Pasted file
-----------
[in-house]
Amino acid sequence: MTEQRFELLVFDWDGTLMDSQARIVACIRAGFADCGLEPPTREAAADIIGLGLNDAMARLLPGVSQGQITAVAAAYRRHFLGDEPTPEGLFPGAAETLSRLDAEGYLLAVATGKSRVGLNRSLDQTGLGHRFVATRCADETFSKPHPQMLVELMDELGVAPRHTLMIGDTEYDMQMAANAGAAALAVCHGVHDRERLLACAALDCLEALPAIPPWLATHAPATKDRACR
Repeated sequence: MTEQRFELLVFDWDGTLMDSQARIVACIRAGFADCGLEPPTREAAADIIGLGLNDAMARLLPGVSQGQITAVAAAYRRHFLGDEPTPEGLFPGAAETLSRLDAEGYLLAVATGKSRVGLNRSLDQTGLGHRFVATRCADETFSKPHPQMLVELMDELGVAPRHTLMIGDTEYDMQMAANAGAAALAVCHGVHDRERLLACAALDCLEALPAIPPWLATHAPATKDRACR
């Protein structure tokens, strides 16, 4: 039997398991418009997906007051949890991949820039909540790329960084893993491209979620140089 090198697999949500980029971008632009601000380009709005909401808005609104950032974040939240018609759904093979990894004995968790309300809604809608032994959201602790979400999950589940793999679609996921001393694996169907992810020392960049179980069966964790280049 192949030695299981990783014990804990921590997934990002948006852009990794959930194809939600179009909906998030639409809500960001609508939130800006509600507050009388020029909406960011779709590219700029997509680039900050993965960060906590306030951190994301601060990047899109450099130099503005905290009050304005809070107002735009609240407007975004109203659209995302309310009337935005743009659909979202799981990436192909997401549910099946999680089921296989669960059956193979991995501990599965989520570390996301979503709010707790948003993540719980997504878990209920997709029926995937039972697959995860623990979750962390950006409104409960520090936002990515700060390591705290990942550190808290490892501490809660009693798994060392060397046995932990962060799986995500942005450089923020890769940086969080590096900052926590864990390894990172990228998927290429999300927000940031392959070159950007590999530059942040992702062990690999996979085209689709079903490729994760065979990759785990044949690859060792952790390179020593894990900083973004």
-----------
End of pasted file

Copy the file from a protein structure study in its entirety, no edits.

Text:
[in-house]
Amino acid sequence: MTEQRFELLVFDWDGTLMDSQARIVACIRAGFADCGLEPPTREAAADIIGLGLNDAMARLLPGVSQGQITAVAAAYRRHFLGDEPTPEGLFPGAAETLSRLDAEGYLLAVATGKSRVGLNRSLDQTGLGHRFVATRCADETFSKPHPQMLVELMDELGVAPRHTLMIGDTEYDMQMAANAGAAALAVCHGVHDRERLLACAALDCLEALPAIPPWLATHAPATKDRACR
Repeated sequence: MTEQRFELLVFDWDGTLMDSQARIVACIRAGFADCGLEPPTREAAADIIGLGLNDAMARLLPGVSQGQITAVAAAYRRHFLGDEPTPEGLFPGAAETLSRLDAEGYLLAVATGKSRVGLNRSLDQTGLGHRFVATRCADETFSKPHPQMLVELMDELGVAPRHTLMIGDTEYDMQMAANAGAAALAVCHGVHDRERLLACAALDCLEALPAIPPWLATHAPATKDRACR
């Protein structure tokens, strides 16, 4: 039997398991418009997906007051949890991949820039909540790329960084893993491209979620140089 090198697999949500980029971008632009601000380009709005909401808005609104950032974040939240018609759904093979990894004995968790309300809604809608032994959201602790979400999950589940793999679609996921001393694996169907992810020392960049179980069966964790280049 192949030695299981990783014990804990921590997934990002948006852009990794959930194809939600179009909906998030639409809500960001609508939130800006509600507050009388020029909406960011779709590219700029997509680039900050993965960060906590306030951190994301601060990047899109450099130099503005905290009050304005809070107002735009609240407007975004109203659209995302309310009337935005743009659909979202799981990436192909997401549910099946999680089921296989669960059956193979991995501990599965989520570390996301979503709010707790948003993540719980997504878990209920997709029926995937039972697959995860623990979750962390950006409104409960520090936002990515700060390591705290990942550190808290490892501490809660009693798994060392060397046995932990962060799986995500942005450089923020890769940086969080590096900052926590864990390894990172990228998927290429999300927000940031392959070159950007590999530059942040992702062990690999996979085209689709079903490729994760065979990759785990044949690859060792952790390179020593894990900083973004």